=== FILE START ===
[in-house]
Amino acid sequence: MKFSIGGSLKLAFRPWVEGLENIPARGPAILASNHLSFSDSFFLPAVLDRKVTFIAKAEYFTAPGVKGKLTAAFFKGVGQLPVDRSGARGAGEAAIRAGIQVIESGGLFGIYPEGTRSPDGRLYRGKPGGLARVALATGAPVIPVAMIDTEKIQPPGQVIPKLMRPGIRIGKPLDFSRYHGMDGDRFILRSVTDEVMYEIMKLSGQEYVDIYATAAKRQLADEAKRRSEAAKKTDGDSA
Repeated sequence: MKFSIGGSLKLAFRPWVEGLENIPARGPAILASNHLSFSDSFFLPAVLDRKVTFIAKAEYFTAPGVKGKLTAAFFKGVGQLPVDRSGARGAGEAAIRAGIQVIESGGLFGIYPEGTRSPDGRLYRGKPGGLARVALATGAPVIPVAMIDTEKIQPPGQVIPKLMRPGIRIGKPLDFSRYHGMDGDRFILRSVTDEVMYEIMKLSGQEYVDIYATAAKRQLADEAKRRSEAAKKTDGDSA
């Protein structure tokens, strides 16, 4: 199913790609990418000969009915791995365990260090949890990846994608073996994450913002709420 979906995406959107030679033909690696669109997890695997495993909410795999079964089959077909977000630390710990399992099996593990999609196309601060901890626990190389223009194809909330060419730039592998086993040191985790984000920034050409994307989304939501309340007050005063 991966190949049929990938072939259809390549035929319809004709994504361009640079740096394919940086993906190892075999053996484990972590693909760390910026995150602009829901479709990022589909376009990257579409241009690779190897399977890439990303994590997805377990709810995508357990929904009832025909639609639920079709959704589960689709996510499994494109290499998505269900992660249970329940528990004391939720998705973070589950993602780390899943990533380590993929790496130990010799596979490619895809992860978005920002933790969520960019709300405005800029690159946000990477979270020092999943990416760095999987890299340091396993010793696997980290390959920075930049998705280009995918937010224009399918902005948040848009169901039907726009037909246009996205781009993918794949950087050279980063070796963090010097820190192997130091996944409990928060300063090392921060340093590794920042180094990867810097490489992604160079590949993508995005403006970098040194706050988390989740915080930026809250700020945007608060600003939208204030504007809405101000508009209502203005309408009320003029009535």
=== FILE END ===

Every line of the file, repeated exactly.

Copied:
[in-house]
Amino acid sequence: MKFSIGGSLKLAFRPWVEGLENIPARGPAILASNHLSFSDSFFLPAVLDRKVTFIAKAEYFTAPGVKGKLTAAFFKGVGQLPVDRSGARGAGEAAIRAGIQVIESGGLFGIYPEGTRSPDGRLYRGKPGGLARVALATGAPVIPVAMIDTEKIQPPGQVIPKLMRPGIRIGKPLDFSRYHGMDGDRFILRSVTDEVMYEIMKLSGQEYVDIYATAAKRQLADEAKRRSEAAKKTDGDSA
Repeated sequence: MKFSIGGSLKLAFRPWVEGLENIPARGPAILASNHLSFSDSFFLPAVLDRKVTFIAKAEYFTAPGVKGKLTAAFFKGVGQLPVDRSGARGAGEAAIRAGIQVIESGGLFGIYPEGTRSPDGRLYRGKPGGLARVALATGAPVIPVAMIDTEKIQPPGQVIPKLMRPGIRIGKPLDFSRYHGMDGDRFILRSVTDEVMYEIMKLSGQEYVDIYATAAKRQLADEAKRRSEAAKKTDGDSA
């Protein structure tokens, strides 16, 4: 199913790609990418000969009915791995365990260090949890990846994608073996994450913002709420 979906995406959107030679033909690696669109997890695997495993909410795999079964089959077909977000630390710990399992099996593990999609196309601060901890626990190389223009194809909330060419730039592998086993040191985790984000920034050409994307989304939501309340007050005063 991966190949049929990938072939259809390549035929319809004709994504361009640079740096394919940086993906190892075999053996484990972590693909760390910026995150602009829901479709990022589909376009990257579409241009690779190897399977890439990303994590997805377990709810995508357990929904009832025909639609639920079709959704589960689709996510499994494109290499998505269900992660249970329940528990004391939720998705973070589950993602780390899943990533380590993929790496130990010799596979490619895809992860978005920002933790969520960019709300405005800029690159946000990477979270020092999943990416760095999987890299340091396993010793696997980290390959920075930049998705280009995918937010224009399918902005948040848009169901039907726009037909246009996205781009993918794949950087050279980063070796963090010097820190192997130091996944409990928060300063090392921060340093590794920042180094990867810097490489992604160079590949993508995005403006970098040194706050988390989740915080930026809250700020945007608060600003939208204030504007809405101000508009209502203005309408009320003029009535």